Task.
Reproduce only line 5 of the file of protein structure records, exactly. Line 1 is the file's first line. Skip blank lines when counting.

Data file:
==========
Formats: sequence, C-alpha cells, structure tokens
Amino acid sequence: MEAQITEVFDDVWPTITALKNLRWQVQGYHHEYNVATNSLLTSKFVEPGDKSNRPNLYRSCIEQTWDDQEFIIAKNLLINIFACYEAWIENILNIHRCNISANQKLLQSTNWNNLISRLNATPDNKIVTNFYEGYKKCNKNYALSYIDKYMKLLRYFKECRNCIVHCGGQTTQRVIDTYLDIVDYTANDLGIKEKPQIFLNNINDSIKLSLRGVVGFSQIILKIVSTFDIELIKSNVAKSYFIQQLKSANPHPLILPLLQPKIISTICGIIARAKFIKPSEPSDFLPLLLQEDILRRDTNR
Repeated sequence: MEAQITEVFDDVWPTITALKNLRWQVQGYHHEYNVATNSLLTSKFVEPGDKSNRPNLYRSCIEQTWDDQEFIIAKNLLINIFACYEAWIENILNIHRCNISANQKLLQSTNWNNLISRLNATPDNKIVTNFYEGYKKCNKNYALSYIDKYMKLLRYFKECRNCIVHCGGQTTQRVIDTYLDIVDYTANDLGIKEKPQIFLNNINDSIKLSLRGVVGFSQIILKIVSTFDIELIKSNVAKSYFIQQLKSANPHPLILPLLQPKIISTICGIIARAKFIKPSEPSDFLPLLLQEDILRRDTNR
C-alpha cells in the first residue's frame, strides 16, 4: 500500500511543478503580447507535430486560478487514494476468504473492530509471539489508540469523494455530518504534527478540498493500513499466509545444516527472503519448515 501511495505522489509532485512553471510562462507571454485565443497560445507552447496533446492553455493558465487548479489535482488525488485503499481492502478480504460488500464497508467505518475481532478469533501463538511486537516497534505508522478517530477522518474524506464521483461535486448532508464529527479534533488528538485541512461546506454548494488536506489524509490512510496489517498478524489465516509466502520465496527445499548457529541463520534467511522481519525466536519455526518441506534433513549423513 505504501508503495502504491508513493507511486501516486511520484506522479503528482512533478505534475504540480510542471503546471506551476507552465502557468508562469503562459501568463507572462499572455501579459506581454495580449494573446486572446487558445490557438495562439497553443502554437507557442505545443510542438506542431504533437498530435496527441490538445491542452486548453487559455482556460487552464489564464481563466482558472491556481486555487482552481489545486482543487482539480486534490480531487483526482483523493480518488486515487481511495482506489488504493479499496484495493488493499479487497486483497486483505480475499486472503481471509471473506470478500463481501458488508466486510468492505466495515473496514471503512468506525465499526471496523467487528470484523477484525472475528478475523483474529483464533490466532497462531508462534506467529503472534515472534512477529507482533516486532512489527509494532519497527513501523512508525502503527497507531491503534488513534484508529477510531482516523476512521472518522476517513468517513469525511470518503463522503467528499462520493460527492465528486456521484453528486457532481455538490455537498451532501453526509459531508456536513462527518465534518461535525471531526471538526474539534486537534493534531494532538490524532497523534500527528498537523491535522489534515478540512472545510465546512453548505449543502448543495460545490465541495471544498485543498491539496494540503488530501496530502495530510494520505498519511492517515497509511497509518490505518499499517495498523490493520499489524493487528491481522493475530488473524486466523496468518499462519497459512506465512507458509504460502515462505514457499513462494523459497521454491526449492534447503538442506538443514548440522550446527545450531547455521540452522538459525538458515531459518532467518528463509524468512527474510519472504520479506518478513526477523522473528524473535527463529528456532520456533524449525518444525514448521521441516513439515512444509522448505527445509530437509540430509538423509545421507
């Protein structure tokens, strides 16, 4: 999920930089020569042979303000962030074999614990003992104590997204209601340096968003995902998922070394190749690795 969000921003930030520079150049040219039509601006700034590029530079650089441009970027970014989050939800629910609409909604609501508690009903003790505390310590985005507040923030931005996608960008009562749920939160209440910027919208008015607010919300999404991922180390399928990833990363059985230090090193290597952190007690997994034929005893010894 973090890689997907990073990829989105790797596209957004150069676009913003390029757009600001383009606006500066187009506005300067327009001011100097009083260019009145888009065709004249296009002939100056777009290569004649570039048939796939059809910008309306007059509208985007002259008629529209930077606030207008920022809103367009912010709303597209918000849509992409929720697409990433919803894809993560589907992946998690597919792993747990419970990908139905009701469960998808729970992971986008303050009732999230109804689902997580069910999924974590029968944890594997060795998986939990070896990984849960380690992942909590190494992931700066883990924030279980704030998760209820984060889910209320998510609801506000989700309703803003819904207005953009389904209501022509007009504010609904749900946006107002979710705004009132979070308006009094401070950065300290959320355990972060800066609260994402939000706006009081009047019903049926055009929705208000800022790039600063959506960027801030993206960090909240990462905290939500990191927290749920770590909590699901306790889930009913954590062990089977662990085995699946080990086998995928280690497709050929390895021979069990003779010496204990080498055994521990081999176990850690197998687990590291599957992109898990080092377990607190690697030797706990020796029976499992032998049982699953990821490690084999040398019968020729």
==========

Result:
């Protein structure tokens, strides 16, 4: 999920930089020569042979303000962030074999614990003992104590997204209601340096968003995902998922070394190749690795 969000921003930030520079150049040219039509601006700034590029530079650089441009970027970014989050939800629910609409909604609501508690009903003790505390310590985005507040923030931005996608960008009562749920939160209440910027919208008015607010919300999404991922180390399928990833990363059985230090090193290597952190007690997994034929005893010894 973090890689997907990073990829989105790797596209957004150069676009913003390029757009600001383009606006500066187009506005300067327009001011100097009083260019009145888009065709004249296009002939100056777009290569004649570039048939796939059809910008309306007059509208985007002259008629529209930077606030207008920022809103367009912010709303597209918000849509992409929720697409990433919803894809993560589907992946998690597919792993747990419970990908139905009701469960998808729970992971986008303050009732999230109804689902997580069910999924974590029968944890594997060795998986939990070896990984849960380690992942909590190494992931700066883990924030279980704030998760209820984060889910209320998510609801506000989700309703803003819904207005953009389904209501022509007009504010609904749900946006107002979710705004009132979070308006009094401070950065300290959320355990972060800066609260994402939000706006009081009047019903049926055009929705208000800022790039600063959506960027801030993206960090909240990462905290939500990191927290749920770590909590699901306790889930009913954590062990089977662990085995699946080990086998995928280690497709050929390895021979069990003779010496204990080498055994521990081999176990850690197998687990590291599957992109898990080092377990607190690697030797706990020796029976499992032998049982699953990821490690084999040398019968020729």